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J Neurosci Res. 1999 Dec 15;58(6):727-34.

The juxtamembrane domain of cadherin regulates integrin-mediated adhesion and neurite outgrowth.

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1
Department of Biological Sciences, Wayne State University, Detroit, MI 48202, USA. jlilien@biology.biosci.wayne.edu

Abstract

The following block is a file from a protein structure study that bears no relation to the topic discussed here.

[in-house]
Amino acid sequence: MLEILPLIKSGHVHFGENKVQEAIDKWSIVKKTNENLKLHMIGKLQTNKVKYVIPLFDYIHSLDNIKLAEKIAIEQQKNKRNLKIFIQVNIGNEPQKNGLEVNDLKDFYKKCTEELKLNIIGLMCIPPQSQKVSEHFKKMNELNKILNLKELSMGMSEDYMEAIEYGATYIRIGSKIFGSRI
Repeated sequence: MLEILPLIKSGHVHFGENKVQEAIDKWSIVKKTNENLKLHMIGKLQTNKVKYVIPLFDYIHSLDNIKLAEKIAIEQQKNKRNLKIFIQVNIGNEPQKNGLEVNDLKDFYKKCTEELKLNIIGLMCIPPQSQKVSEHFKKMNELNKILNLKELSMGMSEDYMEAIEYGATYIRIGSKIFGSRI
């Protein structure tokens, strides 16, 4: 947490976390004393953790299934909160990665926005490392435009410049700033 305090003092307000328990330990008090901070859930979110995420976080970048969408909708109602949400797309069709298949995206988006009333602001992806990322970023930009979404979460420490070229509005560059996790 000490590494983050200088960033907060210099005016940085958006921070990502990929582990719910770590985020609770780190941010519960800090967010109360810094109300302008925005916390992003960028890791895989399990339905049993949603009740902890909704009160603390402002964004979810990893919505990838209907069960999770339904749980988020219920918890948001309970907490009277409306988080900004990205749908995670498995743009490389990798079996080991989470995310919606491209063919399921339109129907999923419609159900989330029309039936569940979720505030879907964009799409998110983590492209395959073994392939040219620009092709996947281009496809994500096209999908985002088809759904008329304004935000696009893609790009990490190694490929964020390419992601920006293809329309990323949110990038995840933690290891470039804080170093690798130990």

Axons are guided along their trajectories during development by many different systems of adhesion, attraction, and repulsion. Thus, many distinct, and potentially competing, receptor systems respond to environmental cues, and the information must be coordinated inside the growth cone to ensure that extension follows the appropriate path. In this brief review we bring together two studies, each of which has defined different aspects of a pathway through which N-cadherin regulates beta1-integrin function allowing for coordinated responses to environmental cues during neurite extension. First we review progress in defining the binding to cells and the subsequent effects on adhesion and neurite outgrowth of the chondroitin sulfate proteoglycan, neurocan. Neurocan binds to a cell surface glycosyltransferase associated with N-cadherin (but not integrin), initiating a signal which results in loss of cadherin and integrin-function-suggesting that these two adhesion receptor systems engage in cross-talk, allowing coordinate regulation. Second, we review the use of "Trojan" peptides, peptides which mimic specific sequences in the cytoplasmic domain of N-cadherin attached to a cell permeation sequence, to reveal protein-protein interactions critical to cadherin-integrin cross-talk. One peptide mimicking a 20 amino acid sequence in the juxtamembrane region of N-cadherin has the same effect as neurocan, blocking both cadherin- and integrin-mediated adhesion and neurite outgrowth. Both neurocan and the peptide cause the release of the non-receptor tyrosine kinase Fer from the cadherin complex and its binding to the integrin complex. These data define an epigenetic pathway through which environmental cues are capable of coordinately regulating the activity of two developmentally important adhesion systems.

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